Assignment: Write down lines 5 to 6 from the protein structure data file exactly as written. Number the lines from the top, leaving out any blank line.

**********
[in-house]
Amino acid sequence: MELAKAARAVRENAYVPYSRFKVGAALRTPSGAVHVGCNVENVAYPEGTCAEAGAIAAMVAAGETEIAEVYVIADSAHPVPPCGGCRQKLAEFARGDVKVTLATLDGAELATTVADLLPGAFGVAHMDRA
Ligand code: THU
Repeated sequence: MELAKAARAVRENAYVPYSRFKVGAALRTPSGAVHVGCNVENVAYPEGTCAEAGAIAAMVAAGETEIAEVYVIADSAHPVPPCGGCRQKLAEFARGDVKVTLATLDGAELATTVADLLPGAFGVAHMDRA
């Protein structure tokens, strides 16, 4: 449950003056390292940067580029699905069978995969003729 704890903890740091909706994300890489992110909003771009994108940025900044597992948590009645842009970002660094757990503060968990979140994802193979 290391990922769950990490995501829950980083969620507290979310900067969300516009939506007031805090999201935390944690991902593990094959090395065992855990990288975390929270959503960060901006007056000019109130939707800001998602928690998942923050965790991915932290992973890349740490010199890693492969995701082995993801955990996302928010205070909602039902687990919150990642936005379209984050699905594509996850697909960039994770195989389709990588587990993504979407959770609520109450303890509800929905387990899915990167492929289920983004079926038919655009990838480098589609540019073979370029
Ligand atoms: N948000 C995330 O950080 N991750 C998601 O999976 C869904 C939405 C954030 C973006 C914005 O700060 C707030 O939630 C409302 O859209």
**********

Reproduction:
């Protein structure tokens, strides 16, 4: 449950003056390292940067580029699905069978995969003729 704890903890740091909706994300890489992110909003771009994108940025900044597992948590009645842009970002660094757990503060968990979140994802193979 290391990922769950990490995501829950980083969620507290979310900067969300516009939506007031805090999201935390944690991902593990094959090395065992855990990288975390929270959503960060901006007056000019109130939707800001998602928690998942923050965790991915932290992973890349740490010199890693492969995701082995993801955990996302928010205070909602039902687990919150990642936005379209984050699905594509996850697909960039994770195989389709990588587990993504979407959770609520109450303890509800929905387990899915990167492929289920983004079926038919655009990838480098589609540019073979370029
Ligand atoms: N948000 C995330 O950080 N991750 C998601 O999976 C869904 C939405 C954030 C973006 C914005 O700060 C707030 O939630 C409302 O859209």